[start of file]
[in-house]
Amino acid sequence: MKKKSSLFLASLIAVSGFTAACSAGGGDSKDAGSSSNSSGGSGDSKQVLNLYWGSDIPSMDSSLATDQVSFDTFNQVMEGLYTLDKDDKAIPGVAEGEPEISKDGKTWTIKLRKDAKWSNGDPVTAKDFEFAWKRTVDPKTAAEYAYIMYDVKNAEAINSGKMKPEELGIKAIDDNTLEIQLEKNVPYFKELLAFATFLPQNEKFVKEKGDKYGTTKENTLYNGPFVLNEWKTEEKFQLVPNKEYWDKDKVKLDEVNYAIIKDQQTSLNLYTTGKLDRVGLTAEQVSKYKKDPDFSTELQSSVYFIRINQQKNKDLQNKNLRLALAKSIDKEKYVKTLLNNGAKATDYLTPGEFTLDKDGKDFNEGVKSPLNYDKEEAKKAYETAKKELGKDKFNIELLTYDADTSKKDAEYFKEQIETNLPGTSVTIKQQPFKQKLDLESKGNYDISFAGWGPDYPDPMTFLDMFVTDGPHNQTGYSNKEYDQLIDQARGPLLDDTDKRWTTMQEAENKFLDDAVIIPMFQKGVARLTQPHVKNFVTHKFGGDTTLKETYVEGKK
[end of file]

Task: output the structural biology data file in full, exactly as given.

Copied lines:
[in-house]
Amino acid sequence: MKKKSSLFLASLIAVSGFTAACSAGGGDSKDAGSSSNSSGGSGDSKQVLNLYWGSDIPSMDSSLATDQVSFDTFNQVMEGLYTLDKDDKAIPGVAEGEPEISKDGKTWTIKLRKDAKWSNGDPVTAKDFEFAWKRTVDPKTAAEYAYIMYDVKNAEAINSGKMKPEELGIKAIDDNTLEIQLEKNVPYFKELLAFATFLPQNEKFVKEKGDKYGTTKENTLYNGPFVLNEWKTEEKFQLVPNKEYWDKDKVKLDEVNYAIIKDQQTSLNLYTTGKLDRVGLTAEQVSKYKKDPDFSTELQSSVYFIRINQQKNKDLQNKNLRLALAKSIDKEKYVKTLLNNGAKATDYLTPGEFTLDKDGKDFNEGVKSPLNYDKEEAKKAYETAKKELGKDKFNIELLTYDADTSKKDAEYFKEQIETNLPGTSVTIKQQPFKQKLDLESKGNYDISFAGWGPDYPDPMTFLDMFVTDGPHNQTGYSNKEYDQLIDQARGPLLDDTDKRWTTMQEAENKFLDDAVIIPMFQKGVARLTQPHVKNFVTHKFGGDTTLKETYVEGKK